We realize you are in the middle of the holiday festivities and planning something for six months from now seems way too organized for the chaos that is December. However, you should mark your calendar for the Special Libraries Association 2015 Annual Conference on June 14-15, 2015 in Boston, Massachusetts. Whether you are new to this field or a seasoned professional, you'll find something to enlighten you at the SLA 2015 Annual Conference.
We are always excited to share with our readers career opportunities in the world of taxonomy, metadata, and semantic technology. Even if you aren’t in the market for a career move, it is good to stay on top of what is available and how the fields are changing.
The Rio Grande Chapter of the Special Libraries Association is now accepting applications for the 2014 Donna Cromer Memorial Award, in honor of the late Donna Cromer, a University of New Mexico science librarian and member of the Rio Grande Chapter and the Physics, Astronomy and Mathematics (PAM) Division who passed away in 2013.
If you are still on the fence about whether to attend the American Libraries Association (ALA) Annual Meeting in Las Vegas this summer, this bit of news might help you make your decision. There will be a special performance by the Oxford Commas, a band composed of librarians and university press editors who are dedicated to raising the grammatical standard in popular music. The set list will include such favorites as: Whom Do You Love?, You Haven’t Seen Anything Yet, and Two Out of Three Is Not Bad.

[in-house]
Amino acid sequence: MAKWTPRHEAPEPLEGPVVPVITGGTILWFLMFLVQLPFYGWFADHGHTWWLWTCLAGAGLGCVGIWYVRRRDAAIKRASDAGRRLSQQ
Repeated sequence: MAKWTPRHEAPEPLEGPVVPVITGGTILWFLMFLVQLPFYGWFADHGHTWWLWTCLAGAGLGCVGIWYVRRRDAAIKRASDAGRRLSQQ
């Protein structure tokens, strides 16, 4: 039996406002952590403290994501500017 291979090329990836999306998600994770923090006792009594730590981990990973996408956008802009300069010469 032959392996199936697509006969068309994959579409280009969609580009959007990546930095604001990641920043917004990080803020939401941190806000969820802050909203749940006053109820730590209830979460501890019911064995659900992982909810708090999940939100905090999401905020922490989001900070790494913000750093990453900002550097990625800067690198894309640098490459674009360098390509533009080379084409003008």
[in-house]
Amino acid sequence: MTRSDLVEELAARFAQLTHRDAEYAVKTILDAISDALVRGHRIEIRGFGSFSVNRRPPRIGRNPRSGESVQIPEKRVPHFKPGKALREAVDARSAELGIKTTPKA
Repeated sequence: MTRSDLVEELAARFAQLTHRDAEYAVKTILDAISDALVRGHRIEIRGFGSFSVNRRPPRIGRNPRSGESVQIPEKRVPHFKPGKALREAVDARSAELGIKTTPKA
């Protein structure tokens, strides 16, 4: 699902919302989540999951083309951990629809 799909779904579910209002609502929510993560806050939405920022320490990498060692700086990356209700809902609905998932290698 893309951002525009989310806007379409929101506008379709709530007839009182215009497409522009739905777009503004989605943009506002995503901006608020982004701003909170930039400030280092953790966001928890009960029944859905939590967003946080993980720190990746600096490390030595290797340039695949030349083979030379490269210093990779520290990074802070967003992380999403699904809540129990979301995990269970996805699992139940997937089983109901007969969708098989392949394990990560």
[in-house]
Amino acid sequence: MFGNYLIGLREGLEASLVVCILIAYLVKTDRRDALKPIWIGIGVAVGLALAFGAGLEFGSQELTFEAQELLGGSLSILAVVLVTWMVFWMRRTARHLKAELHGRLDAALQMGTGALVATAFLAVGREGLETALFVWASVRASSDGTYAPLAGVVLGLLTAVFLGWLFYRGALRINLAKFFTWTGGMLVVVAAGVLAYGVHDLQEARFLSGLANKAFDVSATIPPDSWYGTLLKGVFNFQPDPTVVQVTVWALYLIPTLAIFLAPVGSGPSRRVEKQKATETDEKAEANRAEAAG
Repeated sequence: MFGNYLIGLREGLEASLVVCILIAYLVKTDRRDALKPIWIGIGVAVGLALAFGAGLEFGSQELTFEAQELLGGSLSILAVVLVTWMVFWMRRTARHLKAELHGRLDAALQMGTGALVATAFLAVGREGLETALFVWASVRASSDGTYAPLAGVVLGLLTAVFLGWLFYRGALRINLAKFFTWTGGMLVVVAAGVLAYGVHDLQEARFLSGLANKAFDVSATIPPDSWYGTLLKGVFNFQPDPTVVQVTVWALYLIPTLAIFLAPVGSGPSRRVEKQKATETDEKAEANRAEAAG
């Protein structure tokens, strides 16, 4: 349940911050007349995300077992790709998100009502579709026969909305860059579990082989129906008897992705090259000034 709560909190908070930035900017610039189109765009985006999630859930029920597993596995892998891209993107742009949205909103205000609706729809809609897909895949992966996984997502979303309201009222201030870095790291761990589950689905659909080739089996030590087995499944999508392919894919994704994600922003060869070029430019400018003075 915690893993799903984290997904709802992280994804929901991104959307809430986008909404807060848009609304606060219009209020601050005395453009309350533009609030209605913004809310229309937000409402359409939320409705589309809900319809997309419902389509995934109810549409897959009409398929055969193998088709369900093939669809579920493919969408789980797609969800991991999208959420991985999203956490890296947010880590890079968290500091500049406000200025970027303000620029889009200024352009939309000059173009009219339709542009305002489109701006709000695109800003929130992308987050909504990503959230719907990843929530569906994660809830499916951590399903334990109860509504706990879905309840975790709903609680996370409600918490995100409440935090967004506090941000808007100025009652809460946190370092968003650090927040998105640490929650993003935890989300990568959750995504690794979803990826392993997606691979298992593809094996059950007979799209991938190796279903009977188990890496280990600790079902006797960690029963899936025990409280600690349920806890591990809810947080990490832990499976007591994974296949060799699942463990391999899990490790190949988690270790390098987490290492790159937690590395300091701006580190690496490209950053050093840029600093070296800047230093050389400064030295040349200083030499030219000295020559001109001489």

Looking for a new job? Or maybe you just want to keep tabs on the industry? We are always excited to share career opportunities in the world of taxonomy, indexing, and information management that we find with our readers. Even if you aren’t in the market for a career move, it is always good to stay on top of what is available and how the fields are evolving.
What exactly is a virtual repository of metadata? The Digital Public Library of America (DPLA), launched with a set of linked, accessible, digital materials from libraries, archives, and museums around the country. Their tag line is “A Wealth of Knowledge.”
The Force11 project (the Future of Research Communication and e-Scholarship) describes itself as a community of scholars, librarians, archivists, publishers, and research funders. Their vision could be considered ambitious in that they look to a future in which scientific information and scholarly communication more generally become part of a global, universal, and explicit network of knowledge.
Connecting users with the information they seek is one of the central pillars of the very honorable librarian profession. The web-scale discovery services for libraries provide quick searching seamlessly across various components of indexed content.